Bringing your business continuity plans to life
“No plan of battle ever survives first contact with the enemy.” Helmuth von Moltke, German military strategist.
Insert the words ‘business continuity plan’(BCP) and ‘real life incident’ into this quote and it would still hold true. In fact, not only do most business continuity plans not survive first contact with a real life incident, but many BCPs are not even looked at when an actual incident occurs.
I was recently facilitating the desktop simulation of a significant business disruption incident for a client in which the scenario was that their entire data network appeared to have been compromised. This was the once a year test of the business continuity plan; the organisation’s top team sat around the table and they had a hard copy of the plan in a grab bag in the room in which the exercise was taking place. As soon as the scenario was put to the team they leapt into action, securing their IT network, considering the impact on the business and making alternative arrangements. All very commendable, but it was not until almost three quarters of the way through the exercise that any of them actually picked up the BCP and looked at it.
That seems very strange, doesn’t it? Why go to all the trouble and expense of drawing up a business continuity plan, appointing a business continuity team, testing the plan on a regular basis, and then not actually using it, even in a simulation exercise, let alone in the white heat of a real incident?
Human decision making
Actually it is not strange, or even surprising, at all. The science of human decision-making (popularised by US psychologist Daniel Kahneman in his seminal book ‘Thinking, Fast and Slow’) teaches us that even in non-stressful situations human beings will make non-rational choices based on their intuitive responses to presenting situations. The effect is multiplied in situations of extreme pressure such as a catastrophic business disruption event.
Kahneman argues that human decision-making is often based on a set of intuitive mental short cuts (heuristics) that can lead us in the wrong direction. The so-called ‘availability’ heuristic is particularly relevant, being related to judgements about the probability of an event based on how easy it is to recall other similar events. So research shows that business continuity managers almost always overestimate the real likelihood of their business being the subject of a terrorist attack, because it is so easy to recall examples of actual terrorist events, such as the 9/11 attacks in New York.
A business continuity plan is critical
Given that a well thought out and well tested BCP is critical to the chances of an organisation surviving a major business disruption without fatal damage to its operations or reputation, what could be done to bring the plan to life in a real incident and persuade the business continuity team to intuitively turn to it and pick it up?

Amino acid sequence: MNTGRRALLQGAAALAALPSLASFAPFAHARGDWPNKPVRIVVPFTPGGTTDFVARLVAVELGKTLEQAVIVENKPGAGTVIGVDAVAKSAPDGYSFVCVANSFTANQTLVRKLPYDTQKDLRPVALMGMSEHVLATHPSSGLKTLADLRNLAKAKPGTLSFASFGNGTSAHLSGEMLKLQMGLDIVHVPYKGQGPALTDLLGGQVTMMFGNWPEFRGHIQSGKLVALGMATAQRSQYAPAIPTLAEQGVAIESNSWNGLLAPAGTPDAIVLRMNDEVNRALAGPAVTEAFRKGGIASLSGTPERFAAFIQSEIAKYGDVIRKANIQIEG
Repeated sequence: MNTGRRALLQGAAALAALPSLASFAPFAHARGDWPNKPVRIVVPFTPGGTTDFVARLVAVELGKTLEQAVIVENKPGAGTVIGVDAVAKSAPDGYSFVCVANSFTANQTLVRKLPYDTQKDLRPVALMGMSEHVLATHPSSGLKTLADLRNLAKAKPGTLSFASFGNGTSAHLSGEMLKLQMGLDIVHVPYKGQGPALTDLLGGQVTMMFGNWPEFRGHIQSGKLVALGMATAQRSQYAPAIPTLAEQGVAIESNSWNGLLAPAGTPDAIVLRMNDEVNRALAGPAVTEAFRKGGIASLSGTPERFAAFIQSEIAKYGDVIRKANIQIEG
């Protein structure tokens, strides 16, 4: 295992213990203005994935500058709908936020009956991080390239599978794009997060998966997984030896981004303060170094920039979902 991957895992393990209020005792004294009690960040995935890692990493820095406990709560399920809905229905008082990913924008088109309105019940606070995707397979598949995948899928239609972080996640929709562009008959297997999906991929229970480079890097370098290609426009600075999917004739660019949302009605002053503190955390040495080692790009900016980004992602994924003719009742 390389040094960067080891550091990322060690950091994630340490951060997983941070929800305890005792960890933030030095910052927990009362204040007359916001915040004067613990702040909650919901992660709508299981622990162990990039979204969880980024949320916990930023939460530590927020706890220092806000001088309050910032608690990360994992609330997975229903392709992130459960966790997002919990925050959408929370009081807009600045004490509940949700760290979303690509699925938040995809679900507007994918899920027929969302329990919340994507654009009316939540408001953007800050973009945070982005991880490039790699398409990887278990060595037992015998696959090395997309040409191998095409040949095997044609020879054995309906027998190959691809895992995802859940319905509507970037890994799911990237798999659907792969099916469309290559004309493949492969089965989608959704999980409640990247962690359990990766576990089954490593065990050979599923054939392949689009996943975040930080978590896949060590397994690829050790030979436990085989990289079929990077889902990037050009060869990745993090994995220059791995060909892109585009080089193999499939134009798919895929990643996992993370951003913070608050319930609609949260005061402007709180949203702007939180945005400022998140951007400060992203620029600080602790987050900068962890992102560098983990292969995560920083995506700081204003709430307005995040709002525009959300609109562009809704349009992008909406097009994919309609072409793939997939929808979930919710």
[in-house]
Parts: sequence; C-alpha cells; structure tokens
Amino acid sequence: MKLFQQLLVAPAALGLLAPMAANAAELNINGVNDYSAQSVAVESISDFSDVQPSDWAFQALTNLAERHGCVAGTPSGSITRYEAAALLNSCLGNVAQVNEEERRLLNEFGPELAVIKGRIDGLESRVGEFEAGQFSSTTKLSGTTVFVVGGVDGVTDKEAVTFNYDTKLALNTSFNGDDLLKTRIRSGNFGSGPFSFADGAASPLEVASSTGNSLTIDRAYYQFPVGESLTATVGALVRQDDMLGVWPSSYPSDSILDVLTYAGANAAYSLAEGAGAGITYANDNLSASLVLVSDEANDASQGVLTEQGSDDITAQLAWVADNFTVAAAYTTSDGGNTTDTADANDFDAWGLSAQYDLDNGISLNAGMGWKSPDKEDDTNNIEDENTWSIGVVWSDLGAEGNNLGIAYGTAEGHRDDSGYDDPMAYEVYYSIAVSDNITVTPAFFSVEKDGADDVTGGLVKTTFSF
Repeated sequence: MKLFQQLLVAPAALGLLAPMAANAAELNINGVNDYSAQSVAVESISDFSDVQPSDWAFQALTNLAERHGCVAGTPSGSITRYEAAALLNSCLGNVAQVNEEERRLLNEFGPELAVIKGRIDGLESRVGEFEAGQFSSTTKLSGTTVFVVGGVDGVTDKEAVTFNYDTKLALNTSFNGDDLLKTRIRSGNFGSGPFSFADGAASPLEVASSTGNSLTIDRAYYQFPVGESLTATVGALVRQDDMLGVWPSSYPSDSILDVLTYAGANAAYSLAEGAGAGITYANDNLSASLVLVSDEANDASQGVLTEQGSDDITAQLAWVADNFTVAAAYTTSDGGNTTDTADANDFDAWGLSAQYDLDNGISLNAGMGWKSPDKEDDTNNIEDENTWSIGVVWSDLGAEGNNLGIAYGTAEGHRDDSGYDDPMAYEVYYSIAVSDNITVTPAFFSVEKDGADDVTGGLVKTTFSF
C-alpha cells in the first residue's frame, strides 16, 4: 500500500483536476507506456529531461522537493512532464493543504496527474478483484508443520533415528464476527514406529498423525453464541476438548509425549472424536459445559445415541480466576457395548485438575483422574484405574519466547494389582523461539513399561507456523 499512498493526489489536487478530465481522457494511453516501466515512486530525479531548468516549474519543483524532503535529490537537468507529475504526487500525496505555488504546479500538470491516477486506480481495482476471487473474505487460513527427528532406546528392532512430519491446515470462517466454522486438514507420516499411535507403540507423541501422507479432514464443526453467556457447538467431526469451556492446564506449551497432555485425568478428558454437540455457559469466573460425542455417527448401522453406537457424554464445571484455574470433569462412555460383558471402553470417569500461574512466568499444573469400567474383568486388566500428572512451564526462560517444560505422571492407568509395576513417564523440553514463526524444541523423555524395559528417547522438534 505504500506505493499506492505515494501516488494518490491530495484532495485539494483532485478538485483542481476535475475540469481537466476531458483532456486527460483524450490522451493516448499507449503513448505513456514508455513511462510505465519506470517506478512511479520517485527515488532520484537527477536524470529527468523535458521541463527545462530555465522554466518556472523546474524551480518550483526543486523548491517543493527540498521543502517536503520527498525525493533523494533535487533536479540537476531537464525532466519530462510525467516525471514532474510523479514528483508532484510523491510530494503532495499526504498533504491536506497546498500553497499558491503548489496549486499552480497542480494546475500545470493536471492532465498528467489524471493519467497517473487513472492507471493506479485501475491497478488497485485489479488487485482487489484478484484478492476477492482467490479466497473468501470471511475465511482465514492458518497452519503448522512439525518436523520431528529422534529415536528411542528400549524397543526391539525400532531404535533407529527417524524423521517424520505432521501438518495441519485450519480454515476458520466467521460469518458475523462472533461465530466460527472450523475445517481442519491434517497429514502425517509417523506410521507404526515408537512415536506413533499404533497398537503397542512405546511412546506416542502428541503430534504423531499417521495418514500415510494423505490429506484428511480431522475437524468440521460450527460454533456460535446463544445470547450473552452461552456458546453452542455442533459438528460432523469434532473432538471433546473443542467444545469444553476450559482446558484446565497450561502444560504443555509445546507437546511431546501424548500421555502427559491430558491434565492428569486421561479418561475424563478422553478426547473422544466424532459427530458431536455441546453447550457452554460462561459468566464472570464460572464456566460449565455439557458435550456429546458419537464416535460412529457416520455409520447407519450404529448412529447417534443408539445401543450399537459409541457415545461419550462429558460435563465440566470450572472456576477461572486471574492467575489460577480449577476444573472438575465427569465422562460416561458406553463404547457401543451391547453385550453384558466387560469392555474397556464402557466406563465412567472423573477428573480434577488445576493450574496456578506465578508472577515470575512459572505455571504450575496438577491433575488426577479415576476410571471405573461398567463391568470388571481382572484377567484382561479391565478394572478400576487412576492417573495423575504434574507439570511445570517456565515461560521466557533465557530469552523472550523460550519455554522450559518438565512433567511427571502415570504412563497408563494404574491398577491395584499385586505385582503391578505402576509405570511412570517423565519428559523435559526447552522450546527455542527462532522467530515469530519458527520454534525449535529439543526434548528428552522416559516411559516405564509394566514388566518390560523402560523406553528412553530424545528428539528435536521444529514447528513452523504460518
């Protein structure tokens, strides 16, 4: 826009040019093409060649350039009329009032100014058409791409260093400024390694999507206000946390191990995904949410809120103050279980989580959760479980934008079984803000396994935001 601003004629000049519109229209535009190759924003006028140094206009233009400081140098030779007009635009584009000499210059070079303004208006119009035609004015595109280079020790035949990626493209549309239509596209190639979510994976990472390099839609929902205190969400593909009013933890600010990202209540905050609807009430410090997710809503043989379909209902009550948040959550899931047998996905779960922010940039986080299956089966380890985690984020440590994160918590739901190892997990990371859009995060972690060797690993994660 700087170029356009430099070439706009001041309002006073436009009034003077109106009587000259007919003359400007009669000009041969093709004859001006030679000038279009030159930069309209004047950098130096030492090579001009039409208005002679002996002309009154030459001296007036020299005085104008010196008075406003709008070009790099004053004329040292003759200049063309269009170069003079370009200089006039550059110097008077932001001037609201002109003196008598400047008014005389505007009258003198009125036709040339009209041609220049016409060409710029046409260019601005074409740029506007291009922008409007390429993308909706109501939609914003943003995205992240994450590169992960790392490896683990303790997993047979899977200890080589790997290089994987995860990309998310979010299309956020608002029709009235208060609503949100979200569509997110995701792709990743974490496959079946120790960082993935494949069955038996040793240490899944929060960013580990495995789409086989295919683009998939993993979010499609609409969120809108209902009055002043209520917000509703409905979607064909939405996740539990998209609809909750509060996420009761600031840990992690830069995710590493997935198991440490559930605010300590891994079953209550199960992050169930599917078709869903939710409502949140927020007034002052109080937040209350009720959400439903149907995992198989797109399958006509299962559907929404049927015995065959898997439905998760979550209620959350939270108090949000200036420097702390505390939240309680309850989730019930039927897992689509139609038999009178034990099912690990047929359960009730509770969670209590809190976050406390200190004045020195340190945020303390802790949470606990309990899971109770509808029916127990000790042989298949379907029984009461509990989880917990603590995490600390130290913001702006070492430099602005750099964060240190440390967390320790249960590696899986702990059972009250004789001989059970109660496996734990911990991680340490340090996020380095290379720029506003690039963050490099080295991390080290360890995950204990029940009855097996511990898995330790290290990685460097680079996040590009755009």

The most important thing you can do is to make your business continuity plan salient, so that it is more likely to be directly relevant to the incident at hand. The scenario put to my client represented one of the highest threats on their corporate risk register, but it was not specifically addressed in their BCP, so when the desktop incident kicked off they did not intuitively turn to the plan for help.
As with the heightened perception of terrorist events, there is often a significant disconnect between the potential disruptions that are expected and those that actually happen.
According to the Chartered Management Institute 2013 Business Continuity Management Survey, the top three perceived disruption threats amongst managers were loss of IT (63%), loss of access to site (53%) and loss of telecommunications (52%).
The same managers reported that actual disruption events they had experienced were extreme weather (54%), loss of people due to illness (42%) and loss of IT (40%).
Step-by-step to business continuity
This salience can be achieved through the following steps:
Step 1 – Be prepared to review and restructure your BCP, so that it is a living document which is easily accessible and useable in the chaotic few moments when your incident is launching.
Step 2 – Build up a wide-ranging library of possible business disruption scenarios relevant to your own organisation.
Step 3 – Break the business continuity plan down into a set of specific tasks, each with clear ‘how to’ instructions.
Step 4 – Provide a range of multi-media assets that can support the ‘how to’ implementation of your BC tasks, such as video and audio files, process maps and contact lists.
Step 5 – Customise the response to each of your scenarios by identifying the tasks necessary to respond to that particular disruption event.
Step 6 – Allocate each of those tasks to a nominated member of your BC team in advance.
“There cannot be a crisis next week. My schedule is already full.” Henry A Kissinger
Having gone through these steps, you should then put in place a regular programme of engaging with your business continuity team, to create what I call ‘Responsive People’.
By engaging with your team on a regular basis, making them aware of their responsibilities and keeping track of how quickly they respond to regular BC messages, you can identify and build a team of ‘Responsive People’ who will be primed to act, and intuitively refer to the plan, when a real business disruption event takes place.
Founder of Crises-Control